Thursday, June 15, 2023

Bhoger Khichuri

This is a simple, easy, comfort food that is healthy too. This is a traditional recipe from the Bengali cuisine and this khichadi is also a part of a festive meal  as it doesn’t use onion or garlic. This is also an everyday comfort food.

Khichuri (in Bengali) aka khichadi (in Hindi) is a somewhat mushy meal made with rice and lentils, drizzled and/or tempered with ghee and spice, with or without veggies. In Tamil cuisine this is called as pongal as our khichadi is a vegetable version of rava upma. This tasty bhoger khichuri is offered to the Goddess during Navrati/Kali puja and on many other occasions too. Bhog means festive food and prasad that is offered in temples and pooja. The roasting of the slightly aromatic Gobindobhog rice and dal adds to the nutty flavor in this khichuri.

This no onion no garlic khichuri is similar to our pongal (we make it for festive meals as well as for any day), though there are some differences. Similarity is that it is made with rice and split yellow moong dal. The differences are that traditional pongal doesn’t use turmeric and the spices used in this recipe, pongal is flavored with cumin and black pepper alone. Bhoger khicuri also uses vegetables like potato, cauliflower, and peas. 

Though called in many names, khichadi is a simple and comforting one-pot meal that makes a great meal, for any meal. It is also soothing to the digestive system and is easy to digest for kids as well as adults. The ratio of rice to dal varies from region to region, or from home to home. Sometimes rice and dal is roasted to make pongal and it varies from home to home. Any grain could be used to make khichadi or pongal, and click here for some delicious recipes. Also, different dals and grains could be used to make a simple and nutritious comforting meal, like Turmeric Pongal and Mixed millet and Dals Khichdi.

Let’s look into the ingredients that are required to make this one pot comfort food.

Rice - In this recipe, gobindobhog rice is used. This rice is used in traditional Bengali recipes. If you do not have this, use the variety that you have on hand, preferable short grain, and not sticky rice.

Split yellow moong dal - This dal is an amazing source of proteins and is easy to digest.

Salt - Adds flavor to the khichdi.

Turmeric  - Adds color to the khichdi. It also has antiinflammatory properties.

Whole cardamom - Enhances the aroma and flavor.

Bay leaves - Adds to the flavor

Cinnamon, cloves - enhances the aroma and flavor

Ghee - Adds to the flavor

Ginger - enhances digestion and adds flavor.

Cumin - This adds to the flavor and enhances digestion

Asafetida - Aids digestion

Dried red chilies - Adds to the heat

Cayenne - Adds a mild kick

Garam masala - Bengali Gorom Mashala can be added. If not, regular garam masala (devoid of garlic powder) can be used instead.

Water - To wash and cook the rice and dal.

Peas - fresh or frozen peas can be used. This adds to the protein profile.

Potatoes - Large chunks or cubes are used in this recipe as they retain their shape.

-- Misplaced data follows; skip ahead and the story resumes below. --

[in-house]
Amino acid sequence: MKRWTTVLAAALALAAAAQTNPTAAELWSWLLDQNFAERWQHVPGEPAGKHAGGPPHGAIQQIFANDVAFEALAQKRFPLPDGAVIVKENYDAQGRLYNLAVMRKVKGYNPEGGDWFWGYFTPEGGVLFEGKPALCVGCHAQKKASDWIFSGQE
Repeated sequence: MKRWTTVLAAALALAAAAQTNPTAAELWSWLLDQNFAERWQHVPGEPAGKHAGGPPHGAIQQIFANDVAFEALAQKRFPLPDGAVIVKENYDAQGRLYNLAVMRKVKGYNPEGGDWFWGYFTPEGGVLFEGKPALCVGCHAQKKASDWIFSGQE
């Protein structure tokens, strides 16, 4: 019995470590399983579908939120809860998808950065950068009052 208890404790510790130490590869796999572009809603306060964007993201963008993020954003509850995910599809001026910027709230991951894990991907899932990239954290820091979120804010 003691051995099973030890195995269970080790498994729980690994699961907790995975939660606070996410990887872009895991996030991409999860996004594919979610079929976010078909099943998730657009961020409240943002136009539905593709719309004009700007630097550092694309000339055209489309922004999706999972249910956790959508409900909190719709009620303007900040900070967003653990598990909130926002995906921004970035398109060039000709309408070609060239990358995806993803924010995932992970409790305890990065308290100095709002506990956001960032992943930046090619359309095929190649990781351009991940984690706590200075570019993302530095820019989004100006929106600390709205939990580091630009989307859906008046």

Cauliflower - medium to big florets are used in this recipe to retain their shape and texture.

Traditionally, this khichuri is cooked on stove top. This can be made in Instant Pot or pressure cooker. When using an Instant Pot or pressure cooker, make a note not to cook for a very long time as the cauliflower and potato may become mushy. Alternatively, cooked potatoes and stir fried cauliflower may be added at the end to the khichuri.


When making khichuri, the consistency depends on personal preference. Though this khicuri is towards the porridge side, if a non-mushy version is preferred, use reduced water, and avoid adding water at the end to mush the khichuri. The khichuri thickens with time, so add water to adjust consistency.


This recipe makes 8 servings easily. It is also dependent on the individual's hunger and portion preferences. 

What to serve this with?

This khichuri is a comfort food that has all the nutrition packed. It also has veggies in it. Drizzle extra ghee and serve as such. Papad or pickles can be served that would make it even special. Bengalis serve this with Bhaingan or Aloo Bhaja, similar to bajji/pakora. Try this Cauliflower pakora as a side. We prefer to have  this with kochumber and a cup of yogurt.


Leftovers are great to use for another meal. I make this quantity often as this will make the next day's dinner easy for me. The khicuri can be reheated in a microwave or stovetop and served. This khichuri thickens with time, add water to adjust consistency and reheat.

Serves 8

Rice - 1 cup
Split yellow dal - 1 cup
Ghee - 4 to 6 tbsp
Salt - 1 and 3/4  to 2 tsp
Water - 4 to 6.5 cups
Cinnamon - 1.5 in. piece
Whole black cardamom - 2
Bay leaf - 1
Cumin - 1 tsp
Asafetida - 1/4 tsp
Ginger - 1 tsp, chopped
Turmeric - 1/2 tsp
Cayenne - 1 tsp
Garam masala - 1tsp
Potatoes - 1.5 cups, cubed
Peas - 3/4 cup, fresh or frozen
Cauliflower - 2 cups, big florets
Cloves - 3 to 4
Dried red chilies - 2 or 3, torn


Dry roast the rice followed by dal until a nice aroma arises. Set aside and rinse once in water in a colander.

Heat ghee in the same pan. Add the spices - cinnamon, cloves, dried red chilies, black cardamom, cumin, bayleaf, followed by ginger, turmeric, cayenne, asafetida, and garam masala. Fry for 40-50 seconds.

Add the rinsed dal and rice and sauce for 2 minutes.

Add the veggies, salt, and 4 cups water. Adjust salt as per taste. Pressure cook for 1-2 whistles.

When the pressure subsides, add the remaining water to adjust to a porridge consistency.

Serve with an extra drizzle of ghee on top.

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